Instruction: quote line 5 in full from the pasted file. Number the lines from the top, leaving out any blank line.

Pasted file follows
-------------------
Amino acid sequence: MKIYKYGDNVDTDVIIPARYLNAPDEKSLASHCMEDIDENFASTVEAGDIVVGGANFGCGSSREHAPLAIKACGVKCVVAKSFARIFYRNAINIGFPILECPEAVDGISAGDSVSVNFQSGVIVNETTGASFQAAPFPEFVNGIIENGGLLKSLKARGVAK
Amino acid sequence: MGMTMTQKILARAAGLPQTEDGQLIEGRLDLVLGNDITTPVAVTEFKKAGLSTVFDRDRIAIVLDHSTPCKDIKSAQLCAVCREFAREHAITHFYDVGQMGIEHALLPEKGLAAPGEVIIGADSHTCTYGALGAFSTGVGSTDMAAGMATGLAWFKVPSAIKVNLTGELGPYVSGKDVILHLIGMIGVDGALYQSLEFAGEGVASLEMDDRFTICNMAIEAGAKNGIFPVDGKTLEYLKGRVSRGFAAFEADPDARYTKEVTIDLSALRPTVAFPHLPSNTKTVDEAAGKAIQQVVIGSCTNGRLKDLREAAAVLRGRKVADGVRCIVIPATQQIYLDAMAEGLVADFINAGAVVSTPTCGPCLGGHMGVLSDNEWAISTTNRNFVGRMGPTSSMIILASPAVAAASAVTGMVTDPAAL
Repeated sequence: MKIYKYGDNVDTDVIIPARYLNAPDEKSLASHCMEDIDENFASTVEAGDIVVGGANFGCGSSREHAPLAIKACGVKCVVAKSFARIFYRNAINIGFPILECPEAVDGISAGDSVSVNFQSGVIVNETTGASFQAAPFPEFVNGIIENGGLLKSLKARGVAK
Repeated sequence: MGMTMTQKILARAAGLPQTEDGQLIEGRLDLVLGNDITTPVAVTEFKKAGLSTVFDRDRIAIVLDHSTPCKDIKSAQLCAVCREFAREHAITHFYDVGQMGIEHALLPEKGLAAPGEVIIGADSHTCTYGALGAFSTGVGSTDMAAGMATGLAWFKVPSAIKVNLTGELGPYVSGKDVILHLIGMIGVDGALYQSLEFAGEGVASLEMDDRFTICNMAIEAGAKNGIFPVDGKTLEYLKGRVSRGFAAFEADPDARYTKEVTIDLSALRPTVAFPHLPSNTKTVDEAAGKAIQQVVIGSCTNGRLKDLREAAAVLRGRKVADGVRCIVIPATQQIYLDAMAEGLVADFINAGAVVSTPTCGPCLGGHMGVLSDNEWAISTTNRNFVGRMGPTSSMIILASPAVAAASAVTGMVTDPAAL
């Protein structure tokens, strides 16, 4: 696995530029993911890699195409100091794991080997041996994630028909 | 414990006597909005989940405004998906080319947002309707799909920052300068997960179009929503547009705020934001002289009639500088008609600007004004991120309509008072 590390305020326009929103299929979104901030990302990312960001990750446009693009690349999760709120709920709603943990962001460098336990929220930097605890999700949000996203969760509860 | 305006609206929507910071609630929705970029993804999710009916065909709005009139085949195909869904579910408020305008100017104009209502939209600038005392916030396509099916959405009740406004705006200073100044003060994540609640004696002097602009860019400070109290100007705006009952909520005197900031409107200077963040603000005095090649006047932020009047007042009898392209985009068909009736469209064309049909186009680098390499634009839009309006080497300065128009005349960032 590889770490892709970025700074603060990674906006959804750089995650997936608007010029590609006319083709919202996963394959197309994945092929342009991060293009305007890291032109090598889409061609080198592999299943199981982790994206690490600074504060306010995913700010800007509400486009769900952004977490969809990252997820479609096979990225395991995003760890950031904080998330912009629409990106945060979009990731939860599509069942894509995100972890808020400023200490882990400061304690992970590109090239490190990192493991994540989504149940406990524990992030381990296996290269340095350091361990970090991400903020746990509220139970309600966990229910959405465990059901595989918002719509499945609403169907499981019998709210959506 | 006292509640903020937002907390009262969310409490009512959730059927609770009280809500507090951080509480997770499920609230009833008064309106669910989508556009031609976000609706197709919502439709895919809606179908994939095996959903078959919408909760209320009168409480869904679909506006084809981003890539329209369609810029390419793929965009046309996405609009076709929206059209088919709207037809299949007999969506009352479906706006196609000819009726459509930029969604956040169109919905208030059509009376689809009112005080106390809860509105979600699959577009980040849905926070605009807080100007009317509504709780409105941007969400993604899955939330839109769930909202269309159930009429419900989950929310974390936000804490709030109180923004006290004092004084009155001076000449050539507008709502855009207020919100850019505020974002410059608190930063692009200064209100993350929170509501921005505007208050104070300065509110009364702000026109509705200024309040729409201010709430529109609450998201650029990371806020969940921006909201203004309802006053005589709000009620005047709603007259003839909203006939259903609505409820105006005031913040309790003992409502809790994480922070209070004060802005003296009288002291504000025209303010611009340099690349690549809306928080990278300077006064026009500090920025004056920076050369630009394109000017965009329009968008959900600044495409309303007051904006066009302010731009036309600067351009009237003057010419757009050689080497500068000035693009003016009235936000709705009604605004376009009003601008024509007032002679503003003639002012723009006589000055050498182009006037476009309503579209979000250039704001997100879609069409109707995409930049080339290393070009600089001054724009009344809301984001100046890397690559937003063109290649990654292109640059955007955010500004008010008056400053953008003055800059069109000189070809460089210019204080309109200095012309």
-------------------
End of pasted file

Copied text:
């Protein structure tokens, strides 16, 4: 696995530029993911890699195409100091794991080997041996994630028909 | 414990006597909005989940405004998906080319947002309707799909920052300068997960179009929503547009705020934001002289009639500088008609600007004004991120309509008072 590390305020326009929103299929979104901030990302990312960001990750446009693009690349999760709120709920709603943990962001460098336990929220930097605890999700949000996203969760509860 | 305006609206929507910071609630929705970029993804999710009916065909709005009139085949195909869904579910408020305008100017104009209502939209600038005392916030396509099916959405009740406004705006200073100044003060994540609640004696002097602009860019400070109290100007705006009952909520005197900031409107200077963040603000005095090649006047932020009047007042009898392209985009068909009736469209064309049909186009680098390499634009839009309006080497300065128009005349960032 590889770490892709970025700074603060990674906006959804750089995650997936608007010029590609006319083709919202996963394959197309994945092929342009991060293009305007890291032109090598889409061609080198592999299943199981982790994206690490600074504060306010995913700010800007509400486009769900952004977490969809990252997820479609096979990225395991995003760890950031904080998330912009629409990106945060979009990731939860599509069942894509995100972890808020400023200490882990400061304690992970590109090239490190990192493991994540989504149940406990524990992030381990296996290269340095350091361990970090991400903020746990509220139970309600966990229910959405465990059901595989918002719509499945609403169907499981019998709210959506 | 006292509640903020937002907390009262969310409490009512959730059927609770009280809500507090951080509480997770499920609230009833008064309106669910989508556009031609976000609706197709919502439709895919809606179908994939095996959903078959919408909760209320009168409480869904679909506006084809981003890539329209369609810029390419793929965009046309996405609009076709929206059209088919709207037809299949007999969506009352479906706006196609000819009726459509930029969604956040169109919905208030059509009376689809009112005080106390809860509105979600699959577009980040849905926070605009807080100007009317509504709780409105941007969400993604899955939330839109769930909202269309159930009429419900989950929310974390936000804490709030109180923004006290004092004084009155001076000449050539507008709502855009207020919100850019505020974002410059608190930063692009200064209100993350929170509501921005505007208050104070300065509110009364702000026109509705200024309040729409201010709430529109609450998201650029990371806020969940921006909201203004309802006053005589709000009620005047709603007259003839909203006939259903609505409820105006005031913040309790003992409502809790994480922070209070004060802005003296009288002291504000025209303010611009340099690349690549809306928080990278300077006064026009500090920025004056920076050369630009394109000017965009329009968008959900600044495409309303007051904006066009302010731009036309600067351009009237003057010419757009050689080497500068000035693009003016009235936000709705009604605004376009009003601008024509007032002679503003003639002012723009006589000055050498182009006037476009309503579209979000250039704001997100879609069409109707995409930049080339290393070009600089001054724009009344809301984001100046890397690559937003063109290649990654292109640059955007955010500004008010008056400053953008003055800059069109000189070809460089210019204080309109200095012309």